In exceptional cases, on the basis of one of the grounds set out in Rule 46-A, an appellant is permitted to produce additional evidence subject to its approval by the appellate authority.
Tax-payers have rarely understood the need for producing necessary documents and relevant evidence during the course of assessment proceedings. Failure to do so may cost them dearly because the opportunity may subsequently not be available once the assessment order is passed.
Generally, the appellate authorities consider only the evidence on record with the Assessing Officer. Additional evidence can be admitted by the Commissioner of Income-Tax (Appeals) only if the conditions laid down in Rule 46-A are satisfied.
This Rule clearly bars the production of any additional evidence. It would go to show that the production of additional evidence is not a matter of right. However, in exceptional cases, on the basis of any one of the grounds manifestly and apparently set out in Rule 46-A(1) itself, the appellant is permitted to produce additional evidence subject to approval/admission of the same by the appellate authority.
This provision enumerates four circumstances allowing the appellant/assessee to produce additional evidence: (i) if the Assessing Officer refuses to admit the evidence which ought to have been admitted; (ii) when the appellant was prevented by sufficient cause from producing such evidence which he was called upon to produce by the Assessing Officer; (iii) in case where the appellant was prevented by sufficient cause from producing before the Assessing Officer any evidence which is relevant to any ground of appeal and, lastly, (iv) when no sufficient/reasonable opportunity of hearing to the appellant was given to adduce any relevant evidence by the Assessing Officer at the time of passing the order impugned.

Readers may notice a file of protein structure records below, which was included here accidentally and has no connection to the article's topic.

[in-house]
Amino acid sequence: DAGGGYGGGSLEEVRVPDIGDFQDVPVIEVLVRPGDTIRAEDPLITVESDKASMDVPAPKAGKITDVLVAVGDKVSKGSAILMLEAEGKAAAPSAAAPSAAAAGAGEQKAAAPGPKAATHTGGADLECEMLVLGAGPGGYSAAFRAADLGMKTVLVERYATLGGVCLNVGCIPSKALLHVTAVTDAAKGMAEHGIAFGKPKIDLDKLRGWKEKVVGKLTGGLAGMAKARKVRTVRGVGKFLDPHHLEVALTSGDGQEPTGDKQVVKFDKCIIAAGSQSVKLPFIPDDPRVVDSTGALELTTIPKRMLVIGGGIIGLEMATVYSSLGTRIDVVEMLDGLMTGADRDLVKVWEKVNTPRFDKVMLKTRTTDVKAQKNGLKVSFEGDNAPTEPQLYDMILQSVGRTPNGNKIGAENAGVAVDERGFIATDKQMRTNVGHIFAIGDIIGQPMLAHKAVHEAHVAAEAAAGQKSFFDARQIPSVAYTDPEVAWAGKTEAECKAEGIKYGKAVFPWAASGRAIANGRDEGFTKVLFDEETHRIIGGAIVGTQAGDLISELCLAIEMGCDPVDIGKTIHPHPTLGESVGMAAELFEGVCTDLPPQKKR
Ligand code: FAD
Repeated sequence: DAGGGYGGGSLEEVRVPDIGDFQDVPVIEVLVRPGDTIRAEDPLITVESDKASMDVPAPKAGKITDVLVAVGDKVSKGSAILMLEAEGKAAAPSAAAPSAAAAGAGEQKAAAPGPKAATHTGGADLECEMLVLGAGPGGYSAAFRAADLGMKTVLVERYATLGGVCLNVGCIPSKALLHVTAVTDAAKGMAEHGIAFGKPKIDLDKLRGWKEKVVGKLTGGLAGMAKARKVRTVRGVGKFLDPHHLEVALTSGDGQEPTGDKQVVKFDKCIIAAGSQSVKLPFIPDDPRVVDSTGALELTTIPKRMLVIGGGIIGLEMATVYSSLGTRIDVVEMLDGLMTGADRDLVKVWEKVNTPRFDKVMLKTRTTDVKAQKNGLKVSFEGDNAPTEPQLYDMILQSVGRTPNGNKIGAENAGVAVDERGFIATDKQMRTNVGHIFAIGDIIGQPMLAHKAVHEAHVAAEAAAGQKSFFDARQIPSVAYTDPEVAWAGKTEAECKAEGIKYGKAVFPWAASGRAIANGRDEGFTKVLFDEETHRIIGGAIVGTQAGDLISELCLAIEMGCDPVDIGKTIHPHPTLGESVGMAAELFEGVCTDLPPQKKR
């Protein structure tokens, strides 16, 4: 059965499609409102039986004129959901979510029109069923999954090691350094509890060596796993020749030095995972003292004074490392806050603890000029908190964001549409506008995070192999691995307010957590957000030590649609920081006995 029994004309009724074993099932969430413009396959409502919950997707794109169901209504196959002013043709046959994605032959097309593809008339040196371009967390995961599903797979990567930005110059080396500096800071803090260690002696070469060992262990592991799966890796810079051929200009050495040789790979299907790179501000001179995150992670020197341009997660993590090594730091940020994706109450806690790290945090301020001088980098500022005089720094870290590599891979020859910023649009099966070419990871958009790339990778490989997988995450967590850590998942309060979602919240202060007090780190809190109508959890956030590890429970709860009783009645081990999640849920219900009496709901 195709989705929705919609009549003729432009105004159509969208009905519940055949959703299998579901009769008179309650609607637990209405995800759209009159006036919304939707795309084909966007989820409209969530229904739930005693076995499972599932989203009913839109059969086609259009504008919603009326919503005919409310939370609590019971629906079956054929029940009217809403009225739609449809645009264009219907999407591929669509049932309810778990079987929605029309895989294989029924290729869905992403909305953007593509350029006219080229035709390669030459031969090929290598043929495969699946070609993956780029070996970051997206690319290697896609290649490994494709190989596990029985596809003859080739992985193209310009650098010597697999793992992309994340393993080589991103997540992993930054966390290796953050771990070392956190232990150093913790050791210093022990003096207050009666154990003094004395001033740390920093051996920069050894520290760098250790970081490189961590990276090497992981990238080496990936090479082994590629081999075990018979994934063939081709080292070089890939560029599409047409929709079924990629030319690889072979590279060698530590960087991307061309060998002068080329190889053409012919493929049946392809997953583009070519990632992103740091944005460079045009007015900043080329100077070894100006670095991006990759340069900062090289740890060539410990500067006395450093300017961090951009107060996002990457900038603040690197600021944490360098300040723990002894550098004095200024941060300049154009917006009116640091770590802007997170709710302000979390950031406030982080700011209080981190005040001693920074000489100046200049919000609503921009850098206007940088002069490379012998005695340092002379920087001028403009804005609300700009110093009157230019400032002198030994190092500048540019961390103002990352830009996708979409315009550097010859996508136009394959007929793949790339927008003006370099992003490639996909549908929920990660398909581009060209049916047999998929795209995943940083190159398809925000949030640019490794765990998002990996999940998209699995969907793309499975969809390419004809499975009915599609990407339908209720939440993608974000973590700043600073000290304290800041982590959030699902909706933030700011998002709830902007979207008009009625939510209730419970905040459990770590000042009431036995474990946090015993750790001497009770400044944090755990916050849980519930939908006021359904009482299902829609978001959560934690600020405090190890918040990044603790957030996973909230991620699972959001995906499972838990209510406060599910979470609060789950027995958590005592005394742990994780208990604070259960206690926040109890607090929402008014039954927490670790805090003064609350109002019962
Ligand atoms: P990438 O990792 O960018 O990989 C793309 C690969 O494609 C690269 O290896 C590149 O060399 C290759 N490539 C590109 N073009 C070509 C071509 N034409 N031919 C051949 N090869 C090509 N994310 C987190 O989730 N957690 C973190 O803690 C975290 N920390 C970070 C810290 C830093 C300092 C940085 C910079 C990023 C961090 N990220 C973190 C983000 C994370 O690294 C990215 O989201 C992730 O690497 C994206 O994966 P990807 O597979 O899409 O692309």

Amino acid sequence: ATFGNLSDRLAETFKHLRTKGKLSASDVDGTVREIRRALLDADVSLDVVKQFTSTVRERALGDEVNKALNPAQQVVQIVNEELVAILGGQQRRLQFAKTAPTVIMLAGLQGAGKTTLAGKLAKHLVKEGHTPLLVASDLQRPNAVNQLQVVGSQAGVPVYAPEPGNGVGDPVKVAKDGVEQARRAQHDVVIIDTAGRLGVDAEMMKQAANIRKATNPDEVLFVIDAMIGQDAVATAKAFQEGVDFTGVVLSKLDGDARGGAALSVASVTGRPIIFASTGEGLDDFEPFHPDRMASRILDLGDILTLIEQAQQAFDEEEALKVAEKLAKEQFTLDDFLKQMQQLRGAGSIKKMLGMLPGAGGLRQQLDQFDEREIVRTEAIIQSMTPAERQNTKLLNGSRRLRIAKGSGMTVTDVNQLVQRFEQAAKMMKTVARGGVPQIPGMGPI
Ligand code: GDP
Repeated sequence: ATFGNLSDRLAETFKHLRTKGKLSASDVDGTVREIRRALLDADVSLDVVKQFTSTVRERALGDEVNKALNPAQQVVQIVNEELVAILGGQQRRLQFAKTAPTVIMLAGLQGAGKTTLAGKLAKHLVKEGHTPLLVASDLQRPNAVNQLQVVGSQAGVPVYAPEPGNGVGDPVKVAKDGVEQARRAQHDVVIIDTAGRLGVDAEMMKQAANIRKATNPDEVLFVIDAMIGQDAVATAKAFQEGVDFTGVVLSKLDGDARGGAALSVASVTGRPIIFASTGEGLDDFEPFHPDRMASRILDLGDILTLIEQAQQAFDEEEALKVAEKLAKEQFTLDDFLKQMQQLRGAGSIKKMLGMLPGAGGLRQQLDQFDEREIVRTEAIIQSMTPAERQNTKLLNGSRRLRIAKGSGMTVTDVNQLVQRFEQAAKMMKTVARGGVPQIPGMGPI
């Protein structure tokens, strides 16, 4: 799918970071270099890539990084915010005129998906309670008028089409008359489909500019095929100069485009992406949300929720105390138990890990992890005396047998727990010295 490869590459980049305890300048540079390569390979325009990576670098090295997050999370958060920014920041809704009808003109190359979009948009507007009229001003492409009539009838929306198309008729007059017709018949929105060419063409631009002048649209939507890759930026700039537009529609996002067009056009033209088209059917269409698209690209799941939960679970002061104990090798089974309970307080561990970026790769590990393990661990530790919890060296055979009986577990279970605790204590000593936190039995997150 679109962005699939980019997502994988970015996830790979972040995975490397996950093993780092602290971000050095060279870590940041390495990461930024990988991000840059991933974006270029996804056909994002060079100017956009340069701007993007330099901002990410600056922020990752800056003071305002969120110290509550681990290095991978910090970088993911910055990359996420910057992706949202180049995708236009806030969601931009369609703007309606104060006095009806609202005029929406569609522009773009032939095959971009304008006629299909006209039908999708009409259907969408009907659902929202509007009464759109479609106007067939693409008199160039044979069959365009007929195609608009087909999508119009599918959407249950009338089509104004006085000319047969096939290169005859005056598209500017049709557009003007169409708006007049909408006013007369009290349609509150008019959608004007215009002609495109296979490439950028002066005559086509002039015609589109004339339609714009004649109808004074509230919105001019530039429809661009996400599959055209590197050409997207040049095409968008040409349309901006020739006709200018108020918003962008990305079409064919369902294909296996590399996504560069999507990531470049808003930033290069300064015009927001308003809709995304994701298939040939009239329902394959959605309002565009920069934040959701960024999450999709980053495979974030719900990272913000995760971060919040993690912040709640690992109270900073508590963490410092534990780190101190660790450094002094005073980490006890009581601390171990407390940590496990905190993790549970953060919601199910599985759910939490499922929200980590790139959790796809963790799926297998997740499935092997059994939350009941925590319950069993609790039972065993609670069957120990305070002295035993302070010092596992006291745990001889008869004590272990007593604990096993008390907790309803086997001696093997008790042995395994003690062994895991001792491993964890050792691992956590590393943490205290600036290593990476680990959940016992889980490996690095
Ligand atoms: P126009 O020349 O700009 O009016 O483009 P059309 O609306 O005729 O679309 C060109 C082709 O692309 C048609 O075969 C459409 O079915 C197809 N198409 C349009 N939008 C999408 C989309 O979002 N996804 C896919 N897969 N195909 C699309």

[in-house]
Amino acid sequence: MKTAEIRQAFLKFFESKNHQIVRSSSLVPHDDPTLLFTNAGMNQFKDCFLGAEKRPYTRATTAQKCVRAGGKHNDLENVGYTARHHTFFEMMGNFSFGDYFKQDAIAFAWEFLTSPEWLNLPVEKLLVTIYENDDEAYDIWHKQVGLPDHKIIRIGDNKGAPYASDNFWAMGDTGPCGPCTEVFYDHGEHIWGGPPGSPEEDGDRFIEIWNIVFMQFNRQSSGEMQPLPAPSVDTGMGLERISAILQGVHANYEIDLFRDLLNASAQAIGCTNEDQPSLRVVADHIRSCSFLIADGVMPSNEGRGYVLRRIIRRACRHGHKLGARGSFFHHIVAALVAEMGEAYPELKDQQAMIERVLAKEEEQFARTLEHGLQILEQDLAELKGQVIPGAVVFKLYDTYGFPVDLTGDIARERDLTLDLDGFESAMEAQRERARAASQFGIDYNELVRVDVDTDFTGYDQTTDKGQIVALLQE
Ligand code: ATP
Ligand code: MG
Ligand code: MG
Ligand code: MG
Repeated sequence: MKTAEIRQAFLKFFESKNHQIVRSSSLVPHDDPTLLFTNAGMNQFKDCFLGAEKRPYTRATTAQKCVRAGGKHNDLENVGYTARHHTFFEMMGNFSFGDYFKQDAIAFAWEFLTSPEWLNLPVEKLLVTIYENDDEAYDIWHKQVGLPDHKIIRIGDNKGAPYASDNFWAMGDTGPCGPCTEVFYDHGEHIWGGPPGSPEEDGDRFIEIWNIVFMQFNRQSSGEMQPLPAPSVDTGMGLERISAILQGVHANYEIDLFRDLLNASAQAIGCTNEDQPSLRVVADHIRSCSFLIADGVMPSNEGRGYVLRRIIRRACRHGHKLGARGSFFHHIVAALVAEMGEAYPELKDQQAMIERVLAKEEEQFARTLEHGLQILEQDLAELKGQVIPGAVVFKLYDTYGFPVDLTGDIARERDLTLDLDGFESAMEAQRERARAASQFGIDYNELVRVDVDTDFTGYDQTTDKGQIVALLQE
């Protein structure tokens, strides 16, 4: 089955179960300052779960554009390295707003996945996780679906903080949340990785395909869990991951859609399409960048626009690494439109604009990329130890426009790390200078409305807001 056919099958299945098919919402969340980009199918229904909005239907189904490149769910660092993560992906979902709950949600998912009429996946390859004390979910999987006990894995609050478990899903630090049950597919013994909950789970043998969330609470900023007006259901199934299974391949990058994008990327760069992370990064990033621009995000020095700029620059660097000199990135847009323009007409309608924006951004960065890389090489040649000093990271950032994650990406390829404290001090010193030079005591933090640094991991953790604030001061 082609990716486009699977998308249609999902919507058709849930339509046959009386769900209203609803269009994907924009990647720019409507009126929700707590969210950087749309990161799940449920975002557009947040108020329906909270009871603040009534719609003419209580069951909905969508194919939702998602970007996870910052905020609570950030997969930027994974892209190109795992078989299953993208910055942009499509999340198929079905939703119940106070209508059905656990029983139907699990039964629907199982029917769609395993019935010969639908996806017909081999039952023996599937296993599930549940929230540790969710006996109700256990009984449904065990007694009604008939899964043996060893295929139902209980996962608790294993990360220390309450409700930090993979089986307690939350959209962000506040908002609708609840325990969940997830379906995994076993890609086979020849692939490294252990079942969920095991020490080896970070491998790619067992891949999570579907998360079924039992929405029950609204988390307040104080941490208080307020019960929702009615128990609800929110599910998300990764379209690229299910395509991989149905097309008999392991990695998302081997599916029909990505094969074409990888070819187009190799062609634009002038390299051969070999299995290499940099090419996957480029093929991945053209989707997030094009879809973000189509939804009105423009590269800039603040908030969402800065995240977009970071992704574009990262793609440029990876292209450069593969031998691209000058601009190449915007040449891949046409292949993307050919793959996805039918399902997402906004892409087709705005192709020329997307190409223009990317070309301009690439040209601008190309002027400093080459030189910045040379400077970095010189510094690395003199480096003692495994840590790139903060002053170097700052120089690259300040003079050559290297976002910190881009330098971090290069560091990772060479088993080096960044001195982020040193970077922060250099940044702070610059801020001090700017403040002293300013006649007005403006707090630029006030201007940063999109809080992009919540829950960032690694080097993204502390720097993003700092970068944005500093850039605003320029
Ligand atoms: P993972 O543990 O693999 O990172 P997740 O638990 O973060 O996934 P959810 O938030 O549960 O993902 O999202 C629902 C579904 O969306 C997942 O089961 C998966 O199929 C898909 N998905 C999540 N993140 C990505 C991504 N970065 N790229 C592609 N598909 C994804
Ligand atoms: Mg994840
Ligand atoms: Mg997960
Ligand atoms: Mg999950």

Therefore, it is clear that only in case of availability of any one of those four grounds mentioned in Rule 46-A(1), it is obligatory for the appellate authority to record the reasons in writing for allowing/admitting the production of such additional evidence and that has been clearly provided under Rule 46-A(2).
Rule 46-A(3) provides for affording the reasonable opportunity to the Revenue to examine the evidence or document and/or to cross-examine the witness so produced by the appellant and also to allow the Revenue to produce any other such evidence or document or witness in rebuttal of such additional evidence.
There is no doubt that the procedure of Rule 46-A(1) as regards the production of additional evidence needs to be guided and controlled by sub-rules (2) and (3) of that Rule. In other words, if additional evidence is permitted to be produced, then, first, there must be reasons to be recorded in writing and, second, reasonable opportunity has to be given to the assessing authority to refute and reject such production.
Under Rule 46-A(4), power can be exercised by the Commissioner (Appeals) suo motu when there is no such available documents placed before the appellate authority for purposeful and effective adjudication of the appeal.
On that occasion only by exercising the power bestowed upon him by Rule 46-A(4) read with Section 250(4) of the Income-Tax Act, which empowers him to make further inquiry as he thinks fit, the Commissioner (Appeals) shall direct for production of any document or examination of any witness, to enable him to dispose of the appeal or for any other substantial cause including the enhancement of the assessment or penalty.